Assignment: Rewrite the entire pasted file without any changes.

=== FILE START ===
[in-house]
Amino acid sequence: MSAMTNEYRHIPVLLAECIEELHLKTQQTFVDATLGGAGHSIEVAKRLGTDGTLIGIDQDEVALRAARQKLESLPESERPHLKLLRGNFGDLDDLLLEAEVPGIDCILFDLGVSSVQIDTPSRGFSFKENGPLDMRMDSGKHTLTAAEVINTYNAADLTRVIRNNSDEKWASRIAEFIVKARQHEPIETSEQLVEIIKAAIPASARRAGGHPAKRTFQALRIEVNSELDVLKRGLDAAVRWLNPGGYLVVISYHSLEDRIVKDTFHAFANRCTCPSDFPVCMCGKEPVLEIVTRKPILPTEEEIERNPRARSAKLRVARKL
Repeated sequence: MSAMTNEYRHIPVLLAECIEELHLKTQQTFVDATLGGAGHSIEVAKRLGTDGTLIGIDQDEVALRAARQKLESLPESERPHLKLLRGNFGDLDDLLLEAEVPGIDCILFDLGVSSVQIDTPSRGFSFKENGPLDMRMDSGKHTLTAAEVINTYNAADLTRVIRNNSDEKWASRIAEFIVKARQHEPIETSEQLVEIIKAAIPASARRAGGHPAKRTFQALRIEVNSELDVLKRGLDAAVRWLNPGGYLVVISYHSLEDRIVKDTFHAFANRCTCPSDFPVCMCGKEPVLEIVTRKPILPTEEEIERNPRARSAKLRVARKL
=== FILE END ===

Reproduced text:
[in-house]
Amino acid sequence: MSAMTNEYRHIPVLLAECIEELHLKTQQTFVDATLGGAGHSIEVAKRLGTDGTLIGIDQDEVALRAARQKLESLPESERPHLKLLRGNFGDLDDLLLEAEVPGIDCILFDLGVSSVQIDTPSRGFSFKENGPLDMRMDSGKHTLTAAEVINTYNAADLTRVIRNNSDEKWASRIAEFIVKARQHEPIETSEQLVEIIKAAIPASARRAGGHPAKRTFQALRIEVNSELDVLKRGLDAAVRWLNPGGYLVVISYHSLEDRIVKDTFHAFANRCTCPSDFPVCMCGKEPVLEIVTRKPILPTEEEIERNPRARSAKLRVARKL
Repeated sequence: MSAMTNEYRHIPVLLAECIEELHLKTQQTFVDATLGGAGHSIEVAKRLGTDGTLIGIDQDEVALRAARQKLESLPESERPHLKLLRGNFGDLDDLLLEAEVPGIDCILFDLGVSSVQIDTPSRGFSFKENGPLDMRMDSGKHTLTAAEVINTYNAADLTRVIRNNSDEKWASRIAEFIVKARQHEPIETSEQLVEIIKAAIPASARRAGGHPAKRTFQALRIEVNSELDVLKRGLDAAVRWLNPGGYLVVISYHSLEDRIVKDTFHAFANRCTCPSDFPVCMCGKEPVLEIVTRKPILPTEEEIERNPRARSAKLRVARKL